Volatile agents for anaesthesia are widely used for anaesthetizing laboratory primates, and isoflurane is one of the most frequently used agents. Sevoflurane has been shown to offer a more rapid recovery than isoflurane in a number of species, but no comparisons have been made in non-human primates. This study compared the recovery characteristics of isoflurane and sevoflurane in rhesus macaques undergoing experimental neurosurgery. Twelve primates (7 males and 5 females) were randomly allocated to the treatment groups. They were sedated with ketamine (10 mg/kg) and anaesthesia was induced with propofol (usually 8 mg/kg intravenously [IV]). Anaesthesia was maintained with either sevoflurane (SEVO) (2.2 ± 0.4%) or isoflurane (ISO) (1.2 ± 0.2%) and alfentanil (0.2-0.5 µg/kg/min IV) for 332-592 min. Animals were mechanically ventilated. Meloxicam (0.3 mg/kg) and methylprednisolone infusion (5.4 mg/kg/h) were also administered. Time to extubation after cessation of anaesthesia was significantly shorter with sevoflurane (ISO: 7.0 ± 1.8 min; SEVO: 3.6 ± 1.5; *P = 0.005) as was the time to the animal sitting unaided (ISO: 15.7 ± 8.2 min; SEVO: 7.1 ± 1.7 min; *P = 0.004) . No significant difference in the quality of recovery following isoflurane or sevoflurane anaesthesia was found. In conclusion, isoflurane and sevoflurane are both suitable volatile agents for the maintenance of general anaesthesia in rhesus macaques undergoing experimental neurosurgical procedures. The two volatile agents presented a similar emergence quality profile, however sevoflurane anaesthesia was associated with a faster recovery, offering the possibility of conducting earlier post-operative neurological assessment.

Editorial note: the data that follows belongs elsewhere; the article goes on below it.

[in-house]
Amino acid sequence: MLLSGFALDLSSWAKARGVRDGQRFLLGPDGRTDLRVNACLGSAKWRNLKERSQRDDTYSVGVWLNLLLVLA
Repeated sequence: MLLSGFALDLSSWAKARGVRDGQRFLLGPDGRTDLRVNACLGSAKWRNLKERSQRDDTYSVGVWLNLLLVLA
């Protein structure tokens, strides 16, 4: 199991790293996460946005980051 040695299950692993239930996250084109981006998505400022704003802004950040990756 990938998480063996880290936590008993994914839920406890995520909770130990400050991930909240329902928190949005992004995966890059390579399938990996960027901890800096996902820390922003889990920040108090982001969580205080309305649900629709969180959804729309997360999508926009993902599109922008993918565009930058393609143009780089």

Anesthesia Recovery Period Anesthetics, Inhalation Animals Female Humans Isofluranepharmacology Macaca mulattaphysiology Male Methyl Etherspharmacology Neurosurgical Procedures Sevoflurane